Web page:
Cracking the brain’s genetic code  pg. 5

Scolnick: Again, I think it’s a long way off because we’re just starting to find the genes and then there are the genes that affect the metabolism of the drug, and those will be different in different people, so it’s a long way before we can do that. Ultimately, that’s what will happen in most of medicine over the next, I don’t know, 10 years, 50 years. It’s really hard to tell, but ultimately that’s the way it’s going to be.

Coyle: I agree that pharmacogenomics will have a substantial impact on psychiatric treatment. I think we’ll look back at this time with our DSM-IV (fourth edition of the Diagnostic and Statistical Manual), and see it as an incredibly naïve way of categorizing these disorders.

The manual is a catalog of mental disorders based on diagnostic characteristics that have been developed through epidemiological studies. For example, we’ve worked really hard to try to separate schizophrenia from bipolar disorder, both of which are characterized by psychosis. Now with these genetic studies, it looks like there may be risk genes unique to each disorder; some may be shared by both. Once we understand the genetics better, we’ll have a very different take on how to parse these disorders out, and therefore how to treat them.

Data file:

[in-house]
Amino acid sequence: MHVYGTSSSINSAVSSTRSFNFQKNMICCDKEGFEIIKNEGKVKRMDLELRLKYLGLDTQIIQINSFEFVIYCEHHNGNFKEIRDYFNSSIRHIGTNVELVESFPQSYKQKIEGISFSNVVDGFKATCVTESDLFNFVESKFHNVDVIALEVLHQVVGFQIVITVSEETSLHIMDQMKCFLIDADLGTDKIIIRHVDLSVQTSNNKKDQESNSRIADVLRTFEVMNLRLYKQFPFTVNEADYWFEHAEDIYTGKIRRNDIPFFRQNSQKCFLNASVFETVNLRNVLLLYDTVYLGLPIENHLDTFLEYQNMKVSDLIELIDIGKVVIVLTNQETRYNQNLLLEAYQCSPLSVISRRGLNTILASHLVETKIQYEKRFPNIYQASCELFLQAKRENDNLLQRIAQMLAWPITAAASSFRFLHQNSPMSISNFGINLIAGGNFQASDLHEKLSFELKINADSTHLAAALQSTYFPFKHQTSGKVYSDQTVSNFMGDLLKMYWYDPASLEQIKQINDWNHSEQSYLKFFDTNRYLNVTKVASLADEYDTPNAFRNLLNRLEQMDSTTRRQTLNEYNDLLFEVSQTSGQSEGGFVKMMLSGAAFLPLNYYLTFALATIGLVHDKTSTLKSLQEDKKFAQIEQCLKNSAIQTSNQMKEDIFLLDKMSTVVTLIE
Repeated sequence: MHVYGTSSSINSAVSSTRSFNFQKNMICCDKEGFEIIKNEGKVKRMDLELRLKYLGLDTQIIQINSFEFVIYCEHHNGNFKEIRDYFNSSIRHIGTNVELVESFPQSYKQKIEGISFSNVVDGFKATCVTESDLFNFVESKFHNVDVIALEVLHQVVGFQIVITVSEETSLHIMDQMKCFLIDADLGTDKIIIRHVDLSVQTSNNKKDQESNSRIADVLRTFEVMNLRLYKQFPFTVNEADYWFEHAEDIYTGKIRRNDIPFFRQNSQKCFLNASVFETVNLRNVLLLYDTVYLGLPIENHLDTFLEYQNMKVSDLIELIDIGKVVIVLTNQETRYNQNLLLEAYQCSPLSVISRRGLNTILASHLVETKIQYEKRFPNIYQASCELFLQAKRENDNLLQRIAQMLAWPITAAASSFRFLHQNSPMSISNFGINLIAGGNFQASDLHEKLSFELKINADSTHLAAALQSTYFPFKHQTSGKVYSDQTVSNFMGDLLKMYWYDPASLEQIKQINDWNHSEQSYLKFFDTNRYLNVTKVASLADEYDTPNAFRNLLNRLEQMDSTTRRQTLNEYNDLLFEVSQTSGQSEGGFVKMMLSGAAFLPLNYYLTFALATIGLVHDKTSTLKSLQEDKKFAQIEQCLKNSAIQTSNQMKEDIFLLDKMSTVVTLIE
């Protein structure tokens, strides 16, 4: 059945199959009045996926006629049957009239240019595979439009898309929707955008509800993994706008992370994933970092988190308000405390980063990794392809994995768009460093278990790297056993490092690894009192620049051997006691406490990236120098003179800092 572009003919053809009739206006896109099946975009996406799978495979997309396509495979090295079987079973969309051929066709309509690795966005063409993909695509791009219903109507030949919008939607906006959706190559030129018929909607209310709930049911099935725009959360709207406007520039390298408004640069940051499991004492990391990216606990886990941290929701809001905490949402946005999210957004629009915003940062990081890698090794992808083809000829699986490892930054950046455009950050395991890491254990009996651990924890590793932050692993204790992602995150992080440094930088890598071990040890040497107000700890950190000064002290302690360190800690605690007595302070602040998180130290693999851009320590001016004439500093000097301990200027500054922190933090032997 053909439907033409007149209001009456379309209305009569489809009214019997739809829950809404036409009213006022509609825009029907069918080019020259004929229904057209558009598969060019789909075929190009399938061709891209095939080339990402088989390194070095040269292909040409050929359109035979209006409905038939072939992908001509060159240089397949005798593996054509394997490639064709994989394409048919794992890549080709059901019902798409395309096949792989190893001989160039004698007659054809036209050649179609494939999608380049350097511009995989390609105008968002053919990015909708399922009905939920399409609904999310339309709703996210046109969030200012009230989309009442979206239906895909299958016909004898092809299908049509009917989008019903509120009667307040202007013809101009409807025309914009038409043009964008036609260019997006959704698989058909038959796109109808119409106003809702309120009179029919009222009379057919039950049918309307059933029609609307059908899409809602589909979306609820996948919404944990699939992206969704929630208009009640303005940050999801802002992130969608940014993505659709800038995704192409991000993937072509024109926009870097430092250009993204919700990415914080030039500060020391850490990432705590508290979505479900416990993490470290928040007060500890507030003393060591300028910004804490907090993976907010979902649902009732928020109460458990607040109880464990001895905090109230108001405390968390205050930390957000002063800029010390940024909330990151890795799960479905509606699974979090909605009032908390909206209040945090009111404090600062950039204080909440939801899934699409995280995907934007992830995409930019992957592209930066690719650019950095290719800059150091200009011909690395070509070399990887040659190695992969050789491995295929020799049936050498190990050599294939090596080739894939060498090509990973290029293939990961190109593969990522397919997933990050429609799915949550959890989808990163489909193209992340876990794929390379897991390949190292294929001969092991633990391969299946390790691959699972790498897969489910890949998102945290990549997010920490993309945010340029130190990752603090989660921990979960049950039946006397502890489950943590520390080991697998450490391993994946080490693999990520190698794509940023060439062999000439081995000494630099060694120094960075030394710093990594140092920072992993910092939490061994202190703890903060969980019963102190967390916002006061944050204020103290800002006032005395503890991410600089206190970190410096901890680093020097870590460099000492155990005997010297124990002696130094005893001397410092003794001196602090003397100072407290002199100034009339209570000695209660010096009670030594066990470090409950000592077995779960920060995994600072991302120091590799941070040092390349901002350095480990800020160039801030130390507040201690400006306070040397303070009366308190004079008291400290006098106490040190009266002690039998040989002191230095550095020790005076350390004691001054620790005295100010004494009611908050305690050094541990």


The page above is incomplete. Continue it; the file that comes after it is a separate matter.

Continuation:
How will that pharmacogenomics the economics of drug development? If there are no more “blockbuster drugs,” will it become economically difficult to develop new medications for niche markets?

Scolnick: No, no, that’s just not going to happen. Pharmacogenomics is going to improve the ability to find drugs, make better drugs, make safer drugs, do the clinical trials better. Trials are going to be cheaper and easier to do, and so if the big companies don’t do it, the littler companies will do it. It’s not going to impede anything.

Functional magnetic resonance imaging (fMRI) enables scientists to "see" how the brains of different people respond differently to specific mental tasks, such as reading or doing math problems.  The image on the left shows a section of the brain of a person with schizophrenia performing a spatial working memory task; for example, remembering the location of an object after a brief delay.
The image on the right shows the brain of a person without schizaphrenia performing the same task.  Areas shaded in red indicate increased brain activity; areas colored blue indicate decreased activity.  These pictures of differing brain function may provide clues to the cognitive impairment experienced by many people with schizophrenia. 
Illustrations by Dominic Doyle
Brain scans courtesy of Sohee Park, Vanderbilt University

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